After three months in orbit, SA’s first cube satellite, developed by the Cape Peninsula University of Technology (CPUT) and launched from Russia on 21 November 2013, experienced two very close encounters with defunct satellites in the last two days of its trip.
The US Joint Space Operations Centre in California notified the South African National Space Agency (Sansa) last week that the Zacube-1 (TshepisoSat) nano-type satellite was on “close approach” with the defunct (Russian) Cosmos 2151 satellite.
The satellites came within an estimated 185 metres of each other over Antarctica on Wednesday. Remarkably, Sansa says, a second warning was received on Thursday, with TshepisoSat predicted to come within 85 metres of yet another defunct (Russian) satellite, Meteor 2-5, over Brazil.
CPUT has independently confirmed with its ground station that TshepisoSat is still beaconing and has survived both close encounters. There is nothing that can be done to alter the course or altitude of TshepisoSat as it has no propulsion control, the institute notes, adding that the other two defunct satellites can also not be manoeuvred.
According to CPUT, there is a margin of uncertainty in the predicted paths of the satellites, and close encounters of this nature can result in collision. Accidental collisions of space objects are, however, extremely rare, with only two incidents reported since the beginning of space exploration, it says. The risk of collision increases with the number of objects launched, which necessitates technical and regulatory measures to mitigate space debris for the future sustainable use of outer space.
Funded by the Department of Science and Technology, TshepisoSat was designed and built by CPUT postgraduate students following the CubeSat Programme of the French South African Institute of Technology (F’sati), in collaboration with Sansa.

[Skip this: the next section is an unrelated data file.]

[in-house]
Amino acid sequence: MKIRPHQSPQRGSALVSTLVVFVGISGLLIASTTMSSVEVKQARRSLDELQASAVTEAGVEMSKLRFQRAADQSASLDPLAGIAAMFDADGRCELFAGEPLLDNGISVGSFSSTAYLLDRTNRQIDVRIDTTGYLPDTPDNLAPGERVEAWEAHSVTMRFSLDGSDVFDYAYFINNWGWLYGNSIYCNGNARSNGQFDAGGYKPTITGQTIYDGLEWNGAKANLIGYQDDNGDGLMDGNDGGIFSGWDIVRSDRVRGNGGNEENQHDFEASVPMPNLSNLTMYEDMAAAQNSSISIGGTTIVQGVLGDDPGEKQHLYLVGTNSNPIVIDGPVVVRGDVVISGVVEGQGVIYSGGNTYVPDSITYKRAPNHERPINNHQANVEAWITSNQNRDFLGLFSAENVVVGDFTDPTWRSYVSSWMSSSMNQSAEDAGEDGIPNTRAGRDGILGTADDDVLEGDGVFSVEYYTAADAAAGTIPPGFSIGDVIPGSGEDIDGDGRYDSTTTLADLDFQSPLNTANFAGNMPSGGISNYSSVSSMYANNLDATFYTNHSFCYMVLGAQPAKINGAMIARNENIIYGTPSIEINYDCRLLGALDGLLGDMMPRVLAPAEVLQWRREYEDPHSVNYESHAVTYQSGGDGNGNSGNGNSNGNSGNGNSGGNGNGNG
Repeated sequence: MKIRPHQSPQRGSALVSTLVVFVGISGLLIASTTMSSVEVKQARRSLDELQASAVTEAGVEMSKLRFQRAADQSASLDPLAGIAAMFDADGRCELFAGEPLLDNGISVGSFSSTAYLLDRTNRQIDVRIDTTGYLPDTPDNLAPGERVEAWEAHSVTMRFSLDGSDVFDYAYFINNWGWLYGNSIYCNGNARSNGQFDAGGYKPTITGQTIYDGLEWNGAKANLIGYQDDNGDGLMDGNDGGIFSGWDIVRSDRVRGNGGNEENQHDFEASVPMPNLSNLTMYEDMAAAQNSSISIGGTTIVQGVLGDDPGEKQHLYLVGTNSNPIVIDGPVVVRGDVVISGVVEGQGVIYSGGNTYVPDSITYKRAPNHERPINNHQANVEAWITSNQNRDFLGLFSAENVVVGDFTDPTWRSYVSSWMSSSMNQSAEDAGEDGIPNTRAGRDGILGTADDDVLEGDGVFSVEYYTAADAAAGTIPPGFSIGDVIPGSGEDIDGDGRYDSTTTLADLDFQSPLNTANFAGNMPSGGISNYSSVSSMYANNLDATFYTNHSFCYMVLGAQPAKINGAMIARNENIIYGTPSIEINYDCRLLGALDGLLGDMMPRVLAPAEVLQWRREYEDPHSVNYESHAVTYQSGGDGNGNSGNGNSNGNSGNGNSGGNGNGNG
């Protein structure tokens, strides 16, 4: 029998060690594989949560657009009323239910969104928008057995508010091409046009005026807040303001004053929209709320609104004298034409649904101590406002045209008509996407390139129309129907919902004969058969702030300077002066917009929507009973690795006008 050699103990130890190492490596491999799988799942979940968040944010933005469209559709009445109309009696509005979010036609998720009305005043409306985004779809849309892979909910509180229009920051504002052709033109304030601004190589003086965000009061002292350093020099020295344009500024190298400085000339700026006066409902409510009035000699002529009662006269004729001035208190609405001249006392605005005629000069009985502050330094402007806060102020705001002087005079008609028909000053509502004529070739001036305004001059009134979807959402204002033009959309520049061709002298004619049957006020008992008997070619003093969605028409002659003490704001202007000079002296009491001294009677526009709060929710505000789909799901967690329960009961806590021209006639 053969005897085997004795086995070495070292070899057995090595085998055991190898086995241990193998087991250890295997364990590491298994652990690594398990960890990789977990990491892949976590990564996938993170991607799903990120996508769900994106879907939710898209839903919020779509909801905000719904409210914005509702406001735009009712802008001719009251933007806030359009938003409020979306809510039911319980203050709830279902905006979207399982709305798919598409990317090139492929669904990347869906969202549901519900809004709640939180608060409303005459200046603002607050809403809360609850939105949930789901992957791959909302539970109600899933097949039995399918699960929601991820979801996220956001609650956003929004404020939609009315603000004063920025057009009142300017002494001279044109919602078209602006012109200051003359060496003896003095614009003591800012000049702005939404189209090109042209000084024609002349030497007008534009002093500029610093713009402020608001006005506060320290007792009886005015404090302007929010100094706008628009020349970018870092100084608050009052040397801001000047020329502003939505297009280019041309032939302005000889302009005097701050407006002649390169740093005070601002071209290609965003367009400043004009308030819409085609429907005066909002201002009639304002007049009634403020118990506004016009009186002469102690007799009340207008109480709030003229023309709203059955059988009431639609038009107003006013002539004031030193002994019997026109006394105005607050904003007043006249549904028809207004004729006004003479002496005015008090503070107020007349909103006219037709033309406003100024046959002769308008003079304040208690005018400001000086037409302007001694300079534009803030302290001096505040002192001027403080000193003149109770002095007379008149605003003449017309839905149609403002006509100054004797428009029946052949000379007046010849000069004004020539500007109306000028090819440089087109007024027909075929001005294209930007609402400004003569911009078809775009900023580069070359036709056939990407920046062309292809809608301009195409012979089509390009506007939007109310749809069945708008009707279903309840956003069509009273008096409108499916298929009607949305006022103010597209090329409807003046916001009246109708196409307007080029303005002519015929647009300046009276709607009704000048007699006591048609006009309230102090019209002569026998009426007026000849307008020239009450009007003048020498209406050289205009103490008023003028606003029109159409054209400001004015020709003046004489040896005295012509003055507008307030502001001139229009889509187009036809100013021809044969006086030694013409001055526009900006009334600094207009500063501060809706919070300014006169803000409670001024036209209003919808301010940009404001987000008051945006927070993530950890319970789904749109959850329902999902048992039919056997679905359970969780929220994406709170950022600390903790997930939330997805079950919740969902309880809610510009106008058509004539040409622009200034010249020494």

TshepisoSat, meaning “promise”, has proven to be a true survivor, and continues to defy the odds in a very harsh environment to carry the dreams of young and old forward, the university says.
In its short existence, CPUT says, the satellite survived the ferocity of the launch on a converted inter-continental ballistic missile, harsh radiation from the sun, extreme temperature fluctuations and the recent close calls with space debris.
It also notes that TshepisoSat has been commissioned and all systems are functioning normally. The first satellite beacon was received only hours after launch, and it has been beaconing ever since.
As SA mourned the passing of former President Nelson Mandela, TshepisoSat transmitted the great statesman’s clan name “Madiba” every 30 seconds from space as a tribute. The satellite’s call sign was received by amateur radio enthusiasts and other CubeSat groups around the world as it was transmitted from space as a radio beacon during the mourning period.
Although not designed as an Earth observation mission, TshepisoSat captured a chance image of a cloudless SA on 14 January 2014, the varsity says, adding that this is indeed remarkable, since the satellite has no orientation control and cannot be pointed in any particular direction.
TshepisoSat measures only 10 x 10 x 10 cm and weighs 1.2kg, 100 times smaller than Sputnik 1, the first satellite launched into space in 1957. Running on the same amount of power as a five-watt bulb, TshepisoSat carries a high frequency beacon that will be used to study the propagation of radio waves through the ionsphere, providing valuable space weather data to Sansa as it orbits Earth up to 15 times a day at an altitude of 600km.
The space science experiment will commence this month after a 10-metre-long wire antenna has been deployed from the satellite.
The TshepisoSat development programme is part of an education and training programme to develop and upskill students to train as future engineers for the space industry, as these specialised skills are in short supply. The programme produced more than 40 postgraduate students, with the majority being South African, from Honours to Doctorate level.